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topiramate (TOPAMAX)

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  • Illegal Promotion of a Drug That Causes Birth Defects [hide all summaries]
    (May 2011)
    Find out why Johnson & Johnson was recently criminally prosecuted for illegally promoting an epilepsy drug that clearly causes birth defects.
  • Drug-induced Cognitive Impairment: Part 2: Delirium and Dementia [hide all summaries]
    (April 2009)
    This second article about drug-induced dementia or delirium lists and discusses an additional 79 drugs that can cause these reversible kinds of mental deterioration. The two articles collectively review 136 drugs that can cause these serious side effects, especially in older people.
  • Drug-Induced Eye Toxicity: 62 Drugs That Can Cause Eye Disease [hide all summaries]
    (April 2008)
    This article, based on a recent review in Drug Safety, lists 62 prescription drugs that can cause eye disease. The range of drug-induced eye diseases includes diseases of the eyelids, glaucoma, cataracts, retinal damage and optic nerve damage. As is true for drug-induced diseases in other parts of the body, you should consider newly developed eye symptoms beginning shortly after starting a new medication to be possibly drug-induced and consult a physician.
  • Taking TOPAMAX to Treat Alcoholism Could Have Serious Consequences [hide all summaries]
    (December 2007)
    A recent drug industry-funded study was widely hailed as showing that TOPAMAX, a drug approved for seizures and migraines, worked well in treating alcoholism in heavy drinkers. However, upon closer inspection, the study does not convincingly prove the safety or effectiveness of the new suggested use of topiramate. The use of the drug produced only a modest decrease in the percentage of days of heavy drinking, compared to placebo. Topiramate can be unsafe if mixed with alcohol. Current FDA labeling for the approved uses of the drug states, “You should avoid drinking alcohol while taking [topiramate]. Alcohol with [topiramate] can make side effects such as sleepiness and dizziness worse.” In addition. the drug can cause metabolic acidosis, a condition that occurs when there is too much acid in your blood. Metabolic acidosis can cause symptoms such as tiredness, loss of appetite, irregular heartbeat and impaired consciousness.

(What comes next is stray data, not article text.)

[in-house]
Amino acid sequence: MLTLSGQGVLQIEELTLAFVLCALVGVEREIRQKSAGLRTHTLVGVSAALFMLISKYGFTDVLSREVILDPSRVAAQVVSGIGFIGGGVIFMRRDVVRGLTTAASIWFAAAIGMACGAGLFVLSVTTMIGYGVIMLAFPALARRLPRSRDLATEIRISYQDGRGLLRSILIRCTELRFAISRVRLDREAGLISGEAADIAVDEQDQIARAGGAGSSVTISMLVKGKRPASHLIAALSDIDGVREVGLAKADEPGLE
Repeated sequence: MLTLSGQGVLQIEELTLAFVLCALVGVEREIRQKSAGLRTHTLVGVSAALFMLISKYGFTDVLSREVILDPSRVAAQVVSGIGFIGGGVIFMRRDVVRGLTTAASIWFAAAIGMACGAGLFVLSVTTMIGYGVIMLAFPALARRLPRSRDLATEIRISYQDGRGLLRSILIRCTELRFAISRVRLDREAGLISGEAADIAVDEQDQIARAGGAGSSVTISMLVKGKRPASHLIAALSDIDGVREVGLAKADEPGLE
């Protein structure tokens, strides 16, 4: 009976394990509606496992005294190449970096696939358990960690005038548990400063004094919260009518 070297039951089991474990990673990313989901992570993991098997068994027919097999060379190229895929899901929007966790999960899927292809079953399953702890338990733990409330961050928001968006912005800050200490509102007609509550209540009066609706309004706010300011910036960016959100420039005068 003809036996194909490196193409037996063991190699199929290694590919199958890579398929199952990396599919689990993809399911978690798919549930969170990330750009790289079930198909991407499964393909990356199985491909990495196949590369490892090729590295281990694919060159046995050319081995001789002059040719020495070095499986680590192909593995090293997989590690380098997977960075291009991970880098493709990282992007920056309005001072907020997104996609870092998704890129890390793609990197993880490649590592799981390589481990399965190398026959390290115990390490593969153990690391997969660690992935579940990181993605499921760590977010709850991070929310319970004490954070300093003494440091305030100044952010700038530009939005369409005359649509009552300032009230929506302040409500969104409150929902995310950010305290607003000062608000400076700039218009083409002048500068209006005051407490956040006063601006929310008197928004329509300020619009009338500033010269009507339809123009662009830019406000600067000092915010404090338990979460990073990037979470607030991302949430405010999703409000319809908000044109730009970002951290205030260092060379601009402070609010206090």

• The Danger of Prescribing without Proof: Examples of Prescriptions for Drugs Not Shown to be Safe and Effective [hide all summaries]
    (July 2006)
    The article discusses numerous recent examples of the harm that has been caused by off-label prescribing, including the heart drugs amiodarone (Cordarone), many antipsychotic drugs, topiramate (Topamax)and several antidepressants.
  • A Review of Seizure Medication Topiramate (TOPAMAX) for Weight Reduction [hide all summaries]
    (February 2004)
    Internet advertisements are heavily promoting the use of topiramate (TOPAMAX), a prescription drug approved by the FDA only for the treatment of seizures, as a weight reduction agent, a purpose for which it has not been shown to be safe and effective.
  • New Warnings For The Seizure Drug Topiramate (TOPAMAX) [hide all summaries]
    (September 2003)
    A warning was issued in June 2003 about the possibility of potentially serious decreased sweating (oligohidrosis) and elevated body temperature (hyperthermia) with the use of the seizure medication topiramate (TOPAMAX). Topiramate is approved by the Food and Drug Administration (FDA) for adult and child patients ages two to 16 years with certain types of seizures, and in patients two years of age and older with seizures associated with Lennox-Gastaut syndrome.
  • Serious Vision Disorder With Topiramate (TOPAMAX) [hide all summaries]
    (November 2001)
    Health care professionals were notified on September 26, 2001 about an eye disorder in some patients taking the seizure drug topiramate (TOPAMAX). This condition is characterized by acute myopia (nearsightedness) and secondary-angle closure glaucoma.
  • Review of Anti-Seizure Drugs For Bipolar Disorder [hide all summaries]
    (March 2001)
    The editors of the highly respected Medical Letter on Drugs and Therapeutics, for doctors and pharmacists, reviewed evidence from controlled clinical trials of anti-seizure drugs for psychiatric disorders in the December 11, 2000 issue. Controlled clinical trials are the “gold standard” for testing the effectiveness of drugs.

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